No One Is Saying Kevin Durant Isn’t Clutch, Plus 11 More Takeaways From the Thunder-Grizzlies Series So FarJamie Squire/Getty Images
1. It’s almost refreshing how little “maybe Kevin Durant isn’t clutch!!??!” idiocy we’ve been hearing over the last three days, after Durant’s shaky shooting performances down the stretch of the last three Thunder losses. Durant has shot 2-of-14 in the final five minutes of regulation and overtime (with the scoring margin at five points or fewer) over those three games, per NBA.com, and he shockingly bonked two free throws with 39 seconds left in Game 3 that would have brought Oklahoma City back within two. He missed a midrange jumper right before those free throws (and probably got fouled) and two more isolation jumpers in the last minute of overtime on Monday.
He also tied that game with just six seconds left in regulation on a scoop that looked so easy, it was almost as if Durant were a high school senior playing against freshmen. But I don’t think that one monster hoop is saving Durant from the loudmouth “clutch” scrutiny. Two things are driving that refreshing calm:
A. Durant has cemented his late-game chops already. He has ranked among the league’s most efficient high-volume crunch-time scorers over the last few seasons, and even in a somewhat down “clutch” season this year, he still shot an acceptable 39 percent in the last three minutes of close games, drilled his foul shots, and collected a bunch of very important baskets — including the game-winning bucket in Game 1 of this series, the basket that set up that shot, and (in last season’s playoffs) a million midrange jumpers that still make people in San Antonio nauseated. The guy has both embraced the big moments and worked effectively during them, and it has been good to see the commentariat mostly shrug at his half-dozen big misses with a collective “I guess it happens to everyone.” After all, Marc Gasol, the world’s newest playoff hero, missed two free throws in the clutch last night.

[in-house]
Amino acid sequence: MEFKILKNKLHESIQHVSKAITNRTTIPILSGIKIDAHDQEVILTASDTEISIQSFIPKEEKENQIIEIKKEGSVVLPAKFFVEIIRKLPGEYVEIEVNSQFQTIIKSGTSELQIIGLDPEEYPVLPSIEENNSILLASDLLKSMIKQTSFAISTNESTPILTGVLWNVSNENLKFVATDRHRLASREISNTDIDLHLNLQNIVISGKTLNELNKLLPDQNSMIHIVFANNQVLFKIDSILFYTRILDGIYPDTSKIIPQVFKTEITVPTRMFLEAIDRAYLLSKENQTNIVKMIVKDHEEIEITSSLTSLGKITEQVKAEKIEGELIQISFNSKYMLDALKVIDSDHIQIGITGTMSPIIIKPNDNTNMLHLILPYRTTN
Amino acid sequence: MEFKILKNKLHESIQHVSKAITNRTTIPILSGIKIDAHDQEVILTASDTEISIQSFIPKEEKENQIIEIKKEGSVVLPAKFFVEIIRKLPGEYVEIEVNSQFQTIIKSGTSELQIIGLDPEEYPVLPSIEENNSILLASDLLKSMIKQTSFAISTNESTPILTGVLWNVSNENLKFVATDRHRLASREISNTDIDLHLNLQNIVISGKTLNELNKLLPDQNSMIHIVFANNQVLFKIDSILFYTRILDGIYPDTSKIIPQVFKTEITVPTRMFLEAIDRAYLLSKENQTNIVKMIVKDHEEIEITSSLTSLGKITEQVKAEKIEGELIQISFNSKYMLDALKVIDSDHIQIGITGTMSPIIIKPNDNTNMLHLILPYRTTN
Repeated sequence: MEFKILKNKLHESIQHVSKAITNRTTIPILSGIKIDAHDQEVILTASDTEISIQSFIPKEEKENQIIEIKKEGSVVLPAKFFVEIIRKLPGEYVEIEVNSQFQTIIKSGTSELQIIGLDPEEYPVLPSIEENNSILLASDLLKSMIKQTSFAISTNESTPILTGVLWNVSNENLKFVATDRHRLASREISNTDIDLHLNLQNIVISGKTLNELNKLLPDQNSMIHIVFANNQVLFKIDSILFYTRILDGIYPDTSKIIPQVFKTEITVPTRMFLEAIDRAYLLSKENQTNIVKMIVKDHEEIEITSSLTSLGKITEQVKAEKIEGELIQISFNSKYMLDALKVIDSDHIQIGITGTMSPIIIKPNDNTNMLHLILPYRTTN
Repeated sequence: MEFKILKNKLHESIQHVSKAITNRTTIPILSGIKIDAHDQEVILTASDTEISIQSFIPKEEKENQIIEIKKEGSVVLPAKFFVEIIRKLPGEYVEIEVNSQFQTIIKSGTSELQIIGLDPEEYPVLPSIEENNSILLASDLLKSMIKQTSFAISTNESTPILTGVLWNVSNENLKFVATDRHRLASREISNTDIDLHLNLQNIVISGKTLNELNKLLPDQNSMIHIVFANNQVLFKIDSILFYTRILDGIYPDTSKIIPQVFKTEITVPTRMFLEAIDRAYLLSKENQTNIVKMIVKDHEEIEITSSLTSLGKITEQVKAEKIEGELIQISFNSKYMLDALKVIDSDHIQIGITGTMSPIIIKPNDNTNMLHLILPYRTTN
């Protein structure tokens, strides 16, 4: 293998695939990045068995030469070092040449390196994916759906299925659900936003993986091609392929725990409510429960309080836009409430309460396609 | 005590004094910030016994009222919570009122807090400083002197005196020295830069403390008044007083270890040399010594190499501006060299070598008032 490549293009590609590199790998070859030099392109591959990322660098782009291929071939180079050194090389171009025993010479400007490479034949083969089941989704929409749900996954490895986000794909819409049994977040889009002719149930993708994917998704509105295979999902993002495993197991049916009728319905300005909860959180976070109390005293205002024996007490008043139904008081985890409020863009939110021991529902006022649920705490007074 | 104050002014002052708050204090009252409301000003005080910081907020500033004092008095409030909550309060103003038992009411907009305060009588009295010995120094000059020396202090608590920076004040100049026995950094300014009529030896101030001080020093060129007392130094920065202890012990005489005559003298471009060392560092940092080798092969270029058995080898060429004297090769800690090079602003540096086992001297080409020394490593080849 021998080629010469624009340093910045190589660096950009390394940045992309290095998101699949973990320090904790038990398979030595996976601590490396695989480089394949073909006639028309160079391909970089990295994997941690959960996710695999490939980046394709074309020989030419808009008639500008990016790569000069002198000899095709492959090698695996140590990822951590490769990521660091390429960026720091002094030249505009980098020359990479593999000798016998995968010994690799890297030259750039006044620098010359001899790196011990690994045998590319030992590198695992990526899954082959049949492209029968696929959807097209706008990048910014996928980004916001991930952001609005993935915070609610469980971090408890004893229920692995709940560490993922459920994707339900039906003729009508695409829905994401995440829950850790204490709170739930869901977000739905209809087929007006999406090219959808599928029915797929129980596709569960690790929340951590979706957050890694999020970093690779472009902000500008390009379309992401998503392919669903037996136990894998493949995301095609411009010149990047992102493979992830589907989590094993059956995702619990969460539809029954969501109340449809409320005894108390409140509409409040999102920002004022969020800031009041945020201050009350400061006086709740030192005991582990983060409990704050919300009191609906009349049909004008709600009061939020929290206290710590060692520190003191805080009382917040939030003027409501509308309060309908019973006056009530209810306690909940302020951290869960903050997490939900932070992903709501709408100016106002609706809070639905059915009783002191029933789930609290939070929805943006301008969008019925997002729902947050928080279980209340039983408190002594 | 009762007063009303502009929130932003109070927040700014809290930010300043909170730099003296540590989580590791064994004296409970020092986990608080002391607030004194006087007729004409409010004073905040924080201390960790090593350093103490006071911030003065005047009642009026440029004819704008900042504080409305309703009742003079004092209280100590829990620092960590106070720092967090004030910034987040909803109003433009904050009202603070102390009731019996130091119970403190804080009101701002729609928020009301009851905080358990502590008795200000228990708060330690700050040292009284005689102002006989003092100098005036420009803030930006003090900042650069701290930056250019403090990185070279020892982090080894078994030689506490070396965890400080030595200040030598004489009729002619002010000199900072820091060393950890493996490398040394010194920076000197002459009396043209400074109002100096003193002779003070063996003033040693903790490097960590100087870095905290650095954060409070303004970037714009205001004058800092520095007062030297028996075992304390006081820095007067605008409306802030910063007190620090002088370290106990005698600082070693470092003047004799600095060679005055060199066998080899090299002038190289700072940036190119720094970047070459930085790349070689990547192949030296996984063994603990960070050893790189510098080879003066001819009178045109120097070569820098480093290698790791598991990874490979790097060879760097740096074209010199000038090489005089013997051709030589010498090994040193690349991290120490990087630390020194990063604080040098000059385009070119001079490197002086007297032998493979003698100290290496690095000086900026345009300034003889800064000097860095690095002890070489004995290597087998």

B. Durant has zero help in this series, as everyone has been writing and shouting for a week. All five Memphis defenders are guarding him in some sense, including at times in the most literal sense possible.
If he catches the ball at the 3-point line, he knows that if he takes even one dribble, a second defender will trap him and a third will be waiting for him in the paint, just in case he gets through the first two. He has no choice within the half court other than to pass or take a brutally difficult shot, which is why I had no real issue with Durant taking clear-out jumpers on his final two meaningful shot attempts of the game — including one that Scott Brooks “designed” out of a timeout. He passed to Reggie Jackson, the player actually quaking in crunch time of this series, with about 1:30 left in overtime, and Jackson rewarded Durant by charging into Gasol instead of kicking the ball to wide-open shooters on either side of the floor.
The rest of the Thunder just aren’t quite ready or capable of carrying a larger offensive load, and there is no offensive system in place on which the team could fall back.